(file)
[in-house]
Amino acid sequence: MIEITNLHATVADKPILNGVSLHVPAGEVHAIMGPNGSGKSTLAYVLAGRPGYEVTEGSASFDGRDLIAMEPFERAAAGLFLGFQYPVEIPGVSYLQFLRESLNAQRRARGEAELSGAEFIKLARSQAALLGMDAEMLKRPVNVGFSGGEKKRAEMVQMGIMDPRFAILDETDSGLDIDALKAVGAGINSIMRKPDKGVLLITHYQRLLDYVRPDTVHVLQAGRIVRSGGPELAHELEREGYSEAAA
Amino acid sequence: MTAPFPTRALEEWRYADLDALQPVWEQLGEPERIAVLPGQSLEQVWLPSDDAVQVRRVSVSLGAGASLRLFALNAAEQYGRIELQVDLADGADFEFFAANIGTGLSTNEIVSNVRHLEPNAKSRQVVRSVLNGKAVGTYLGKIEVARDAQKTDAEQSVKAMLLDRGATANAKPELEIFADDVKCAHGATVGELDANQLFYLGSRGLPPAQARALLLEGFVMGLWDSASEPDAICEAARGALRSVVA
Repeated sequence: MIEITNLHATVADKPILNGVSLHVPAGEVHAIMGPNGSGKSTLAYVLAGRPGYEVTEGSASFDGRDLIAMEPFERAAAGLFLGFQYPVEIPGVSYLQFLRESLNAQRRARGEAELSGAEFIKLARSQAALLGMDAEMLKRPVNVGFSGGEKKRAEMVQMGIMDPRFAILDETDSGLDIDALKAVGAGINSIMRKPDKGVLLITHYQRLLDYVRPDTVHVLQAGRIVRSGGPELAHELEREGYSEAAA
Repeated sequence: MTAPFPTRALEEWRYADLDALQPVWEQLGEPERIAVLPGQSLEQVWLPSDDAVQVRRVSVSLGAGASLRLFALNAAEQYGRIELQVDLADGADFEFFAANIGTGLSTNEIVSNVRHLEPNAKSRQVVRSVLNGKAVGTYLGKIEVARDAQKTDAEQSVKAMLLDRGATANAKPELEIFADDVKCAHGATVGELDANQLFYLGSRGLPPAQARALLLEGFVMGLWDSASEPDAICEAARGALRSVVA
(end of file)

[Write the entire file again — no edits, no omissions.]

[in-house]
Amino acid sequence: MIEITNLHATVADKPILNGVSLHVPAGEVHAIMGPNGSGKSTLAYVLAGRPGYEVTEGSASFDGRDLIAMEPFERAAAGLFLGFQYPVEIPGVSYLQFLRESLNAQRRARGEAELSGAEFIKLARSQAALLGMDAEMLKRPVNVGFSGGEKKRAEMVQMGIMDPRFAILDETDSGLDIDALKAVGAGINSIMRKPDKGVLLITHYQRLLDYVRPDTVHVLQAGRIVRSGGPELAHELEREGYSEAAA
Amino acid sequence: MTAPFPTRALEEWRYADLDALQPVWEQLGEPERIAVLPGQSLEQVWLPSDDAVQVRRVSVSLGAGASLRLFALNAAEQYGRIELQVDLADGADFEFFAANIGTGLSTNEIVSNVRHLEPNAKSRQVVRSVLNGKAVGTYLGKIEVARDAQKTDAEQSVKAMLLDRGATANAKPELEIFADDVKCAHGATVGELDANQLFYLGSRGLPPAQARALLLEGFVMGLWDSASEPDAICEAARGALRSVVA
Repeated sequence: MIEITNLHATVADKPILNGVSLHVPAGEVHAIMGPNGSGKSTLAYVLAGRPGYEVTEGSASFDGRDLIAMEPFERAAAGLFLGFQYPVEIPGVSYLQFLRESLNAQRRARGEAELSGAEFIKLARSQAALLGMDAEMLKRPVNVGFSGGEKKRAEMVQMGIMDPRFAILDETDSGLDIDALKAVGAGINSIMRKPDKGVLLITHYQRLLDYVRPDTVHVLQAGRIVRSGGPELAHELEREGYSEAAA
Repeated sequence: MTAPFPTRALEEWRYADLDALQPVWEQLGEPERIAVLPGQSLEQVWLPSDDAVQVRRVSVSLGAGASLRLFALNAAEQYGRIELQVDLADGADFEFFAANIGTGLSTNEIVSNVRHLEPNAKSRQVVRSVLNGKAVGTYLGKIEVARDAQKTDAEQSVKAMLLDRGATANAKPELEIFADDVKCAHGATVGELDANQLFYLGSRGLPPAQARALLLEGFVMGLWDSASEPDAICEAARGALRSVVA